As for e-readers, mine actually has more fiction on it (most are classics, all FREE so far!) than non-fiction. Having said that, I recently plowed my way through over 3500 – yes, three thousand five hundred – e-book pages of a Mark Twain nonfiction book from about 1895, called Following the Equator, and it took me 18 hours. Every minute I spent with that book was marvellous. Twain also wrote one called The Innocents Abroad, in about 1867. Don’t waste your time. He was a complete racist back then, and did nothing but complain about everything and everyone where he visited. He had learned a lot by the time he went on his travels again in Following the Equator, and wrote a much better book as a result. My favourite thing about my e-reader is the previews. (Yes I got one for The Happiness Project, and then bought it in hard copy!) You can sometimes get a good sense of a book’s content and point of view before you shell out any money for it.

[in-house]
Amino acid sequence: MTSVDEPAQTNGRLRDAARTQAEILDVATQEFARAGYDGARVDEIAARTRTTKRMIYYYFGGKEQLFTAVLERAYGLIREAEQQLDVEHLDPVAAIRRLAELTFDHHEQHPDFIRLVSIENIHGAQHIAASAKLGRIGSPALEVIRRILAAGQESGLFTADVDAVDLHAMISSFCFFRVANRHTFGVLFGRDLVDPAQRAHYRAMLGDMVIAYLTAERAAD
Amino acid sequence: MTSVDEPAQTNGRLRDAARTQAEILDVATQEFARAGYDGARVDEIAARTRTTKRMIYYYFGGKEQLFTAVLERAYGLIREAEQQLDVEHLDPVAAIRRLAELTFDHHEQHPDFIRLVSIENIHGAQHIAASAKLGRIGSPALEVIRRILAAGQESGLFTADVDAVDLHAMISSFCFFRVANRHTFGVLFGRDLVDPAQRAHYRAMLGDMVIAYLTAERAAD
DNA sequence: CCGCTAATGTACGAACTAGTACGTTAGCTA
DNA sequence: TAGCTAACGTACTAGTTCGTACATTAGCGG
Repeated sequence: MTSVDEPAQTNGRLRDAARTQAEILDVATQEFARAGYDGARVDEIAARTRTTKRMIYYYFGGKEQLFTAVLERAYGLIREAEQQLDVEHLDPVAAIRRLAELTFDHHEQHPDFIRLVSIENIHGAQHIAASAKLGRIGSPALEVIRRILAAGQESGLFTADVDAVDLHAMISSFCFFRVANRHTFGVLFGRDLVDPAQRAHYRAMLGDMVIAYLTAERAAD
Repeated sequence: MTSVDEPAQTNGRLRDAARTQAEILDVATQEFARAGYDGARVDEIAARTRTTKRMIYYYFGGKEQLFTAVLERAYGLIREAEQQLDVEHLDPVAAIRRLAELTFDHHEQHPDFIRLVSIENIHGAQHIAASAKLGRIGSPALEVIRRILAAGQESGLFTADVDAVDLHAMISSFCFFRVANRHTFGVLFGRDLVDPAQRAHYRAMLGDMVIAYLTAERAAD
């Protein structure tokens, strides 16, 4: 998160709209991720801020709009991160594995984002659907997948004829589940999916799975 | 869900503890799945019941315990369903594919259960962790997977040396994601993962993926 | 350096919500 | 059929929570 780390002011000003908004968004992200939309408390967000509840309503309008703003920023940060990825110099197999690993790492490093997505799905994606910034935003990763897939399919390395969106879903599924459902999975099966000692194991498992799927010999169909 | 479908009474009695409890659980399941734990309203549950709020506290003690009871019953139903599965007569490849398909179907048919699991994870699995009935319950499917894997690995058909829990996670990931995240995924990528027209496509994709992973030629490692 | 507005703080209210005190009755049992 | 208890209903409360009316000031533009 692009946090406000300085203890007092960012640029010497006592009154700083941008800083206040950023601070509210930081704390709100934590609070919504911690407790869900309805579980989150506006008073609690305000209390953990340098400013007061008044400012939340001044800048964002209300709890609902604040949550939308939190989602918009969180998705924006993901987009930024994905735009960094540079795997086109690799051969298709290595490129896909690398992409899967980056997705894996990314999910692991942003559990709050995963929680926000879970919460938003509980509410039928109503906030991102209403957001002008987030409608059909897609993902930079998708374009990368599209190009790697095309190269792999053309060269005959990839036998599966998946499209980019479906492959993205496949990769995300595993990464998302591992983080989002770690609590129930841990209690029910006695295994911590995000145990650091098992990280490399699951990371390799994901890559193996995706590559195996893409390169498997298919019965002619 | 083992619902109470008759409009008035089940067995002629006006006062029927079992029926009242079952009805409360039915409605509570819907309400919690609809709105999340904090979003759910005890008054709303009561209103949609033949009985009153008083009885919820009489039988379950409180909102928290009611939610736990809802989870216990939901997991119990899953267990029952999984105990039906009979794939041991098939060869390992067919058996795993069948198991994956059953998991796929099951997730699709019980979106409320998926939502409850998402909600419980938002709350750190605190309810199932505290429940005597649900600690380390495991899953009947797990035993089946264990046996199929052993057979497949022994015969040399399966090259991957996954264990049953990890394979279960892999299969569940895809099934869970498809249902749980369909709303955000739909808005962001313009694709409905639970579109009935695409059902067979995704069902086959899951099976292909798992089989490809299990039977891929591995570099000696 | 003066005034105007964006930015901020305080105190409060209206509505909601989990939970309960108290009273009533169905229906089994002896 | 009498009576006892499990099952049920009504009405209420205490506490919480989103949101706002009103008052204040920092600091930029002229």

• Veronique

      I agree with you on your assessment of current best sellers books. If it says best seller on it, I put it back on the shelf. I find so many written following some kind of formula. It really annoys me. And too much recent nonfiction really skims the surface of what they are researching or are so bias it drives me crazy.

  • Tess

    My reading friends and I all agree, “life is too short to read a bad book”.

    • Catseye

      Word. ;o)

  • jon

    There is something to be said for the relief I feel after I finish a difficult, unpleasant book. However, this strikes me as roughly the same thing as holding in your pee so when you finally go to the bathroom, it feels really good.

  • Stephanie

    I just started doing this recently as well, and it is SO liberating! I felt this strange sense of obligation to finish what I had started, as though I owed it to someone. Now I don’t feel quite so guilty about it.

    • gretchenrubin

      “sense of obligation”—yes! Exactly how I feel. But WHY? Now I discipline myself to put it down!